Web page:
College Tours and So Much More

Cecelia Zombro, Editor in Chief

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Photo credited by Tuscarora High School

College is just around the corner for seniors and juniors, so how can you prepare? For most students, the idea of college and life after high school can seem pretty intimidating. What’s the first step? What if I don’t know what I want to do? What if college just isn’t for me? Here are some events, advice and support that will lead you in the right direction after you graduate. 

Now, the college application process can be intimidating. It may feel impossible to even know where to start. Luckily, there are some websites and tools designed just to make your college application experience a lot easier. First, there is College Board, this organization helps students start their journey to finding where they want to go and organizing portfolios. Another is Naviance, information for that in quoted below.

What sources or outlets are there to help seniors figure out what they want to do after college? Joshua Harrsion, guidance counselor at Tuscarora answers this very question. “The main one us counselors use is Naviance. Naviance is kind of a one stop shop. So it has like the career interest inventories, strength explorers, career clusters, so once you do those I wanna say it’s usually around 65 or 70 questions, the same ones you been doing since elementary school like do you like working with your hand, do you like working outside, do you work better with people, work better alone. And it will kind of give you careers based on where you line up and once you get those careers you can start looking at money, how much you make in those careers, what education it takes to get there. So it kind of gives kids an idea, so if kids are like I want this job, and then they don’t realize, like say if you wanna be a psychologist, some people don’t realize “oh, I have to go into school for six years.” And then it kind of changed their mindset. But when some of them are like “oh, all I need is an AA degree or I just wanna go be an electrician and just do something for 24 months and just get a certification.” That’s the stop right there, usually where we go. But there’s also, you can also just use good old fashioned google. But Naviance in the school is our main one we use.”

Luckily, you don’t have to judge colleges and universities just on reviews. At nearly every college website there are sessions and tours of the campus which can also include information and input from students! University of Maryland in College Park has tours throughout September and October. As does Towson University, Frostburg State University, Salisbury University, University of Maryland in Baltimore County, and so many more. If you aren’t up to taking a look in person, a lot of universities offer virtual tours and sessions. Visiting colleges is a great way to narrow down where you may want to apply, maybe a campus is too big or too small for your liking. Always take the opportunity to see what’s right for you.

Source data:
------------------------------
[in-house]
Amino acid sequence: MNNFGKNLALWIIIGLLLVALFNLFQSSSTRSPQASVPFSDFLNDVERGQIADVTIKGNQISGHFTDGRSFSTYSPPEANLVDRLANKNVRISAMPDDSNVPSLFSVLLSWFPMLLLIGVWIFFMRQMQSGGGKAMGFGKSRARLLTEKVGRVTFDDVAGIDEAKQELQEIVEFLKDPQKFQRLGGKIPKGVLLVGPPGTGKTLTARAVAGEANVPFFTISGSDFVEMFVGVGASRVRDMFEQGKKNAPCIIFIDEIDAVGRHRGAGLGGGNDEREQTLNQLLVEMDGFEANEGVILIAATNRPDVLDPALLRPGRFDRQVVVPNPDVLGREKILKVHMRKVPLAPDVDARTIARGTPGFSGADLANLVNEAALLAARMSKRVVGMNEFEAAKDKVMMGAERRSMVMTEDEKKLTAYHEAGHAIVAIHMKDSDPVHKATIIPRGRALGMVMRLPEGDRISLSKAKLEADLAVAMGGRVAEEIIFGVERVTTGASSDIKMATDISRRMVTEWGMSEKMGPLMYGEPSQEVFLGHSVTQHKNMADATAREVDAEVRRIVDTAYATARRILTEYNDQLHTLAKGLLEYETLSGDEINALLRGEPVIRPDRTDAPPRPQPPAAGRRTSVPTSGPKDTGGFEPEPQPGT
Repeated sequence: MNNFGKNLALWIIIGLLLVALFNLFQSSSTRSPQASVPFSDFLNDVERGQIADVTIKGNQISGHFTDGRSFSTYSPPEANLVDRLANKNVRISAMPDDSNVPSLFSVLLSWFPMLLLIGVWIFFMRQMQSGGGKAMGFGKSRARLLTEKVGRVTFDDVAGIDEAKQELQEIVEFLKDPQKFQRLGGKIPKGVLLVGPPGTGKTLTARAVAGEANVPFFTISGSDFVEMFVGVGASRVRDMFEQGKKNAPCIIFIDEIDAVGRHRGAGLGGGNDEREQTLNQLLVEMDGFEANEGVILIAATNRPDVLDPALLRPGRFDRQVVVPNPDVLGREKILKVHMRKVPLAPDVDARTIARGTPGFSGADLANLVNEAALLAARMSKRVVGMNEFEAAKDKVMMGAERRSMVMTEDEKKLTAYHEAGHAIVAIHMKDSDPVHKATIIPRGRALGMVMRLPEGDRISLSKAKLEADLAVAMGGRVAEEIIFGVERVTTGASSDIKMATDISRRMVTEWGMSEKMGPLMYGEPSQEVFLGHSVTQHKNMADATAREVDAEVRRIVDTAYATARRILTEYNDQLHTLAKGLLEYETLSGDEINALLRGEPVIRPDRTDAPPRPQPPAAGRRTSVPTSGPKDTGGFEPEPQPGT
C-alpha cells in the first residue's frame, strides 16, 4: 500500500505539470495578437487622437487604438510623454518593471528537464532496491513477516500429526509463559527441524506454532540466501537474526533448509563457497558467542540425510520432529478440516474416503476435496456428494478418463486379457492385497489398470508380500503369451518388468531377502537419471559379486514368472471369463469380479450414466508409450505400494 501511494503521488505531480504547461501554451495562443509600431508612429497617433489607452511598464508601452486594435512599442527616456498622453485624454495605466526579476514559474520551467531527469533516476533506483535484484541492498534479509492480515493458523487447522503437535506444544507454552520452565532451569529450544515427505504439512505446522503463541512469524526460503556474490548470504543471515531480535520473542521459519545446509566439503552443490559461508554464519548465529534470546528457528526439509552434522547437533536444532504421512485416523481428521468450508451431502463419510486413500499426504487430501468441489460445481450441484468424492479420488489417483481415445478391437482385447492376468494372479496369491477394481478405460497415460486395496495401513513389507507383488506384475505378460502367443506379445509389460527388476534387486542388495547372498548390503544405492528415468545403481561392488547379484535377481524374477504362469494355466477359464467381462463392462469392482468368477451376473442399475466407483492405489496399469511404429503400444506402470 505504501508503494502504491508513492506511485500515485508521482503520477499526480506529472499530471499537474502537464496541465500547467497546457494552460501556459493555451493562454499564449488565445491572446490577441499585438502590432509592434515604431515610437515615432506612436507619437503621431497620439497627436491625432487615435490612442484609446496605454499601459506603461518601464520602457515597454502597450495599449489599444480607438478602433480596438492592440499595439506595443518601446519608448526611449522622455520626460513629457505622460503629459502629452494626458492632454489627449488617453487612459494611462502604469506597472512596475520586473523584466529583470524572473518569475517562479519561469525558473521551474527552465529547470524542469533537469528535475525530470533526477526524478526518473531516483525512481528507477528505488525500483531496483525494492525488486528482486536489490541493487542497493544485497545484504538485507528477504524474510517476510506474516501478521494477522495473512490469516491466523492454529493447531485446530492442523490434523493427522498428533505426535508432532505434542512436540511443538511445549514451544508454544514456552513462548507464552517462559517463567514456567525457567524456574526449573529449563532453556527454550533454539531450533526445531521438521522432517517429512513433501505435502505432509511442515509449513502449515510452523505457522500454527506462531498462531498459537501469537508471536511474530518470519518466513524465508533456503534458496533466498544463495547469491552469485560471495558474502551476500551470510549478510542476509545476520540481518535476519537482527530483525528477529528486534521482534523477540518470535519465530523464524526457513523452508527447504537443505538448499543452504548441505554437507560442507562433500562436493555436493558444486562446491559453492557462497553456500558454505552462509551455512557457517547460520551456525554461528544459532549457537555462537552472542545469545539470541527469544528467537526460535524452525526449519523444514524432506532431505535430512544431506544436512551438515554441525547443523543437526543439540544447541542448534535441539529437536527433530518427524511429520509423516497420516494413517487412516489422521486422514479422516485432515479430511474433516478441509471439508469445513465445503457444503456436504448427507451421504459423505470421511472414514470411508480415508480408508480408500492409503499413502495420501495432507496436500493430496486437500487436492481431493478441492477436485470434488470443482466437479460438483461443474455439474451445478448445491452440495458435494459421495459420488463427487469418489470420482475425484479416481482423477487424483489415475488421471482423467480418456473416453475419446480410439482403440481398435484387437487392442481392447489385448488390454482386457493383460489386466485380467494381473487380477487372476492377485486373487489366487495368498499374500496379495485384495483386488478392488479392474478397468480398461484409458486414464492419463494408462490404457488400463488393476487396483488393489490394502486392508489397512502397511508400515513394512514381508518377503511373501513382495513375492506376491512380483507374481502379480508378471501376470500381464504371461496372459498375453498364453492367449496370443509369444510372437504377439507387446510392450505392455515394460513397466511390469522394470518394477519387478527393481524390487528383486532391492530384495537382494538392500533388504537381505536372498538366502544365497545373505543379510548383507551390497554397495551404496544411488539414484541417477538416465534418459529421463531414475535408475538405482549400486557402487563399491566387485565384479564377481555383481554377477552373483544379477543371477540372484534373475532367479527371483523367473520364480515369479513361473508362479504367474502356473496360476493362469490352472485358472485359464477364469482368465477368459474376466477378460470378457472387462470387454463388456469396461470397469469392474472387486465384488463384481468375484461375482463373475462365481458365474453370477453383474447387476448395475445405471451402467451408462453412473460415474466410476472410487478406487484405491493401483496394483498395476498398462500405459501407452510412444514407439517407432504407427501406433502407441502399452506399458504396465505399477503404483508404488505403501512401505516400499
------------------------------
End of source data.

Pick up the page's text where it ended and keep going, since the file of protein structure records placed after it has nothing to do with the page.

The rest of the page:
How can student’s start preparing for college? Harrison responds, “I would say, starting at 11th grade we offer dual-enrollment classes here in the building. So it’s a chance you can use to get college credits for cheap. You can get used to things such as Blackboard, Peoplesoft, logging on to FCC. And then the time management piece, that’s the part that most kids don’t get because in high school you have counselors, you have teachers, you have study hall. All those things are also available in college, you have to kind of advocate and do it yourself. No one’s gonna make you go to the library when you don’t have to, if you don’t show up to class there’s no robo-text or robo-call that say’s “hey, Cecelia wasn’t in class today.” College professors get paid the same, whether you turn in all your papers or not. So taking an FCC class or at least taking an honors AP class, at least try to take one or two so you can get used to that rigger because that’s a big jump for a lot of people.”

Lastly, Mr. Harrison was asked what advice he can give to uprising and current seniors. He answered with the following. “Current seniors, I would say, stick within your means. Money is a big thing, especially if you’re going to go into a Maryland school, you might think it’s a little bit out of your price range. If you applied, make sure you did your FAFSA early. Apply for a lot of scholarships, but there’s nothing wrong with taking two years at community college. I took two years at Frederick Community College myself, and when you get your four year college degree, nowhere on your diploma does it say you took a pitstop at community college. All the credits transfer the same, you still get your degree from your four year university. So, obviously, one, stay within your means, and then two, don’t be afraid to ask for help. They have plenty of writing centers, tutoring labs, peer tutors, things like that at college. Don’t be ashamed to advocate and ask for those things as well when you get there because like I said it is a very big adjustment going from potentially four classes in the middle of the day to you just picking and choosing what you want to do. So that would be my main advice for seniors.”

In conclusion, seniors and juniors can rest easy knowing that there are supports everywhere and answers for any unknowns and worries a student may have. This is the journey of a lifetime, so sit back and enjoy the ride!